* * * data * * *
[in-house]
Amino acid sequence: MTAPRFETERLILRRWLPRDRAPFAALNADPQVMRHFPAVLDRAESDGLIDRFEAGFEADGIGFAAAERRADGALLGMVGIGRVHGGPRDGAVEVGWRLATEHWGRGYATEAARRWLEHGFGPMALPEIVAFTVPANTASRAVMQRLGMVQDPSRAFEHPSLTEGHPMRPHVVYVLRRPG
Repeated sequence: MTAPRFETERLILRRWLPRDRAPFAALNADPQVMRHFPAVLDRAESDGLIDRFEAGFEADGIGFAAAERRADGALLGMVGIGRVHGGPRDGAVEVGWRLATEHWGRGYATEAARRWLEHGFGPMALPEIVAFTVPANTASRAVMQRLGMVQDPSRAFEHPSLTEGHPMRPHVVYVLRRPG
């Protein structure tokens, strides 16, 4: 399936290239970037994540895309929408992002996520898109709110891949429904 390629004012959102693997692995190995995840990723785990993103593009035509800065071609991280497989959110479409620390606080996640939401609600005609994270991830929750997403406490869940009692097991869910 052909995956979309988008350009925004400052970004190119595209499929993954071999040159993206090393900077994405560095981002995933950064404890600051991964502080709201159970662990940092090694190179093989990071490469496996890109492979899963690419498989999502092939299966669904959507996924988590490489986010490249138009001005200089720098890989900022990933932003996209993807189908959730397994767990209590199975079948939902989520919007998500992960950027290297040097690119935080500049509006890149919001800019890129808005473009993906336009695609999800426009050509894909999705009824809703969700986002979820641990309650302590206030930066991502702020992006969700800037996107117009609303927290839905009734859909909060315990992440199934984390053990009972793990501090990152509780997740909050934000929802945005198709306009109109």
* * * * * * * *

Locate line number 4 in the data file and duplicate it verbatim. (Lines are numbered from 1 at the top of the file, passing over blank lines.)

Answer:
């Protein structure tokens, strides 16, 4: 399936290239970037994540895309929408992002996520898109709110891949429904 390629004012959102693997692995190995995840990723785990993103593009035509800065071609991280497989959110479409620390606080996640939401609600005609994270991830929750997403406490869940009692097991869910 052909995956979309988008350009925004400052970004190119595209499929993954071999040159993206090393900077994405560095981002995933950064404890600051991964502080709201159970662990940092090694190179093989990071490469496996890109492979899963690419498989999502092939299966669904959507996924988590490489986010490249138009001005200089720098890989900022990933932003996209993807189908959730397994767990209590199975079948939902989520919007998500992960950027290297040097690119935080500049509006890149919001800019890129808005473009993906336009695609999800426009050509894909999705009824809703969700986002979820641990309650302590206030930066991502702020992006969700800037996107117009609303927290839905009734859909909060315990992440199934984390053990009972793990501090990152509780997740909050934000929802945005198709306009109109």